Will a hybrid work model become the new normal?
With many workforces forced to work from home amid the coronavirus crisis, HR Grapevine explores whether this has changed the way that employees will work going forwards…
When the coronavirus pandemic hit at the start of 2020, many employers and employees were forced into homeworking arrangements virtually overnight. A quick shift, which according to the Office for National Statistics (ONS), resulted in almost half of workers carrying out some work at home. Whilst many are still working from home as a result of coronavirus-sparked restrictions (see: lockdown), other businesses decided to use this moment to change the way their business works, coronavirus pandemic or otherwise.
For example, earlier this year, Twitter told staff that they could work remotely ‘forever’ if they wanted to, following the success of its work-from-home measures. “The past few months have proven we can make that work. So, if our employees are in a role and situation that enables them to work from home and they want to continue to do so forever, we will make that happen,” the firm said in a statement at the time. Shopify and Slack, have similarly told staff that they can work from home going forwards if they want to.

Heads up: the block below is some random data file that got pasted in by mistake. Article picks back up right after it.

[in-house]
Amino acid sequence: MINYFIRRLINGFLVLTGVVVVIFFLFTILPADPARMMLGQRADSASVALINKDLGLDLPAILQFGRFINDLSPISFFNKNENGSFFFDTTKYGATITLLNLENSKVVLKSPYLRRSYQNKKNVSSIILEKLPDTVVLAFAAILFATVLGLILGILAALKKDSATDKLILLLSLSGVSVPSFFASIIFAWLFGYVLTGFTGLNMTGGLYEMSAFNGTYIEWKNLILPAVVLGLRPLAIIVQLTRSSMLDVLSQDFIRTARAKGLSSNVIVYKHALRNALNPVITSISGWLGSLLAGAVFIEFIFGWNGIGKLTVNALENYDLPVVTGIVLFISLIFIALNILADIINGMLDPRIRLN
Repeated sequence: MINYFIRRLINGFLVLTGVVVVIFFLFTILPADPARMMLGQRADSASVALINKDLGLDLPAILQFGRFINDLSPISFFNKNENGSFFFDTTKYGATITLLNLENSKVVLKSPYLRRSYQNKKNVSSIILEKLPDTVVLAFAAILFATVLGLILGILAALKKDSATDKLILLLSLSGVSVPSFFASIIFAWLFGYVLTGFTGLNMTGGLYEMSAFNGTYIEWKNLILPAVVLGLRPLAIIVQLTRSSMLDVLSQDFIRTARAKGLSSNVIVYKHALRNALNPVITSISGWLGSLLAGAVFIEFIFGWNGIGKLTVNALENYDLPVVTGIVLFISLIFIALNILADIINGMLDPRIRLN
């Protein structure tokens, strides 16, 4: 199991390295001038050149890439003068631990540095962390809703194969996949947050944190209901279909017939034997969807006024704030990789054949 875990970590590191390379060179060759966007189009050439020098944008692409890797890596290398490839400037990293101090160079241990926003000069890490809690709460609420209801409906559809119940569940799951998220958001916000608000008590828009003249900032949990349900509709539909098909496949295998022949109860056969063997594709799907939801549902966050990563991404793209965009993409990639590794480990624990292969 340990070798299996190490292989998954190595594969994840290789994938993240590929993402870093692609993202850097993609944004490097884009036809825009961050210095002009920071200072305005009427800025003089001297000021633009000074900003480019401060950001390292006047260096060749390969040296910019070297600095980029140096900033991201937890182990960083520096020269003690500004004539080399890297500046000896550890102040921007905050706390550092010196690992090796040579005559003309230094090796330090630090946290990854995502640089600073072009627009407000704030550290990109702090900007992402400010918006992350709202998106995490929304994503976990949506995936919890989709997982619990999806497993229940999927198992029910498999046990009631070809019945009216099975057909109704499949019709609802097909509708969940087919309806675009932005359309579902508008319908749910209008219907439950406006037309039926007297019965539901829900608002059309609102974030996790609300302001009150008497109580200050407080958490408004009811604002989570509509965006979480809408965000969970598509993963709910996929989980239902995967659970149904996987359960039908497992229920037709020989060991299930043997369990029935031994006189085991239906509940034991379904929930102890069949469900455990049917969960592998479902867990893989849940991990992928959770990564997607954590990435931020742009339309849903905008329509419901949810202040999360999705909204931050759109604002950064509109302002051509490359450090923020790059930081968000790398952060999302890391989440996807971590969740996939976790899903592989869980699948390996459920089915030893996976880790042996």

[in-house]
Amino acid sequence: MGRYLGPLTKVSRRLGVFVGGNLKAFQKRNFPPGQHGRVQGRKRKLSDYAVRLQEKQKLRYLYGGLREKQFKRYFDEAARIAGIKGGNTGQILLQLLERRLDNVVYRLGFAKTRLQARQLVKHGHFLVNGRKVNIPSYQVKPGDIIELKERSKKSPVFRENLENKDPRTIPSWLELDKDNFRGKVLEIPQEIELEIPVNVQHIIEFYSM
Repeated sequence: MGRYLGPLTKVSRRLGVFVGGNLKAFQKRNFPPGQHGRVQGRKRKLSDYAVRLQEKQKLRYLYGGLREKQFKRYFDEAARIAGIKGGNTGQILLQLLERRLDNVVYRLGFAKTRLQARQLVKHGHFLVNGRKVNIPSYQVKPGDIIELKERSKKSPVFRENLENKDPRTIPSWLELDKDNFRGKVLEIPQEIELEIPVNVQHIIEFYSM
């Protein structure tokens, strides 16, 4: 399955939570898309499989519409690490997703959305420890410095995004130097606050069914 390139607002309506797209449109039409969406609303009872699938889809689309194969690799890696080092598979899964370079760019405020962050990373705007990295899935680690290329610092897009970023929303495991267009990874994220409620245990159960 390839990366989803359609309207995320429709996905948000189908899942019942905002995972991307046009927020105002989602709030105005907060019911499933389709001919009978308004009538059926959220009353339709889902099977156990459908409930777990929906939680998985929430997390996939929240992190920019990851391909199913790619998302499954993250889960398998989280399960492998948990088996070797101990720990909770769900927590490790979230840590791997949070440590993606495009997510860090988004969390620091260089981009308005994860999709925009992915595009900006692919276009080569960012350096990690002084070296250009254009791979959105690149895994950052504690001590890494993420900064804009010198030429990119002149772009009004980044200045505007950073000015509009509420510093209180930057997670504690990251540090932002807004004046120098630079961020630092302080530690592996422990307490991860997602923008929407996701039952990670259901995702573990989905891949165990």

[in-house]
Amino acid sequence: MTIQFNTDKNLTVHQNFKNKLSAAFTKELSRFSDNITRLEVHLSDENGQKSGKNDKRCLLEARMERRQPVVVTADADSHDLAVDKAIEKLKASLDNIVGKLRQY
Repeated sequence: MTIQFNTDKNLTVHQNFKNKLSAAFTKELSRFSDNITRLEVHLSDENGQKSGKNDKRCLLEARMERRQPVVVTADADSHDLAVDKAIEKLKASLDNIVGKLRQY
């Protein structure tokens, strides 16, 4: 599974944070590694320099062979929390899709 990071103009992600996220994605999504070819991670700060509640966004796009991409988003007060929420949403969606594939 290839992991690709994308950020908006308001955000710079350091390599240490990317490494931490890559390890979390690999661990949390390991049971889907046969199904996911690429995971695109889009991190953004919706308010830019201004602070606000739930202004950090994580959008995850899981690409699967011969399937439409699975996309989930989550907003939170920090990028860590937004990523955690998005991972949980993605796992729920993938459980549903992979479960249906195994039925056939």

This change isn’t apropos of nothing. A CBRE survey found that circa 85% of employees would like to work remotely at least two to three days per week post-pandemic, with the remaining portion of the working week spent in the office. This brings into question whether a ‘hybrid’ work model – which involves a workforce that is split between working remotely and working from a central location – will become the norm going forwards.
2021 is going to be a year of experiments rather than of hybrid working – where it is very likely that hybrid working will be the outcome – but I don’t think firms will jump straight into it
‘Definitely an appetite for it’
Recent data from Future Forum Research, found that the majority of workers never want to go back to the old ways of working. They found that just 12% of workers want to return to the office full-time, with a staggering 72% wanting a ‘hybrid’ model of work going forwards. This appetite for change is why Bruce Daisley, former Twitter Vice President and a Workplace Consultant, told HR Grapevine that the hybrid model is likely to become the norm, adding there is “definitely an appetite for it”.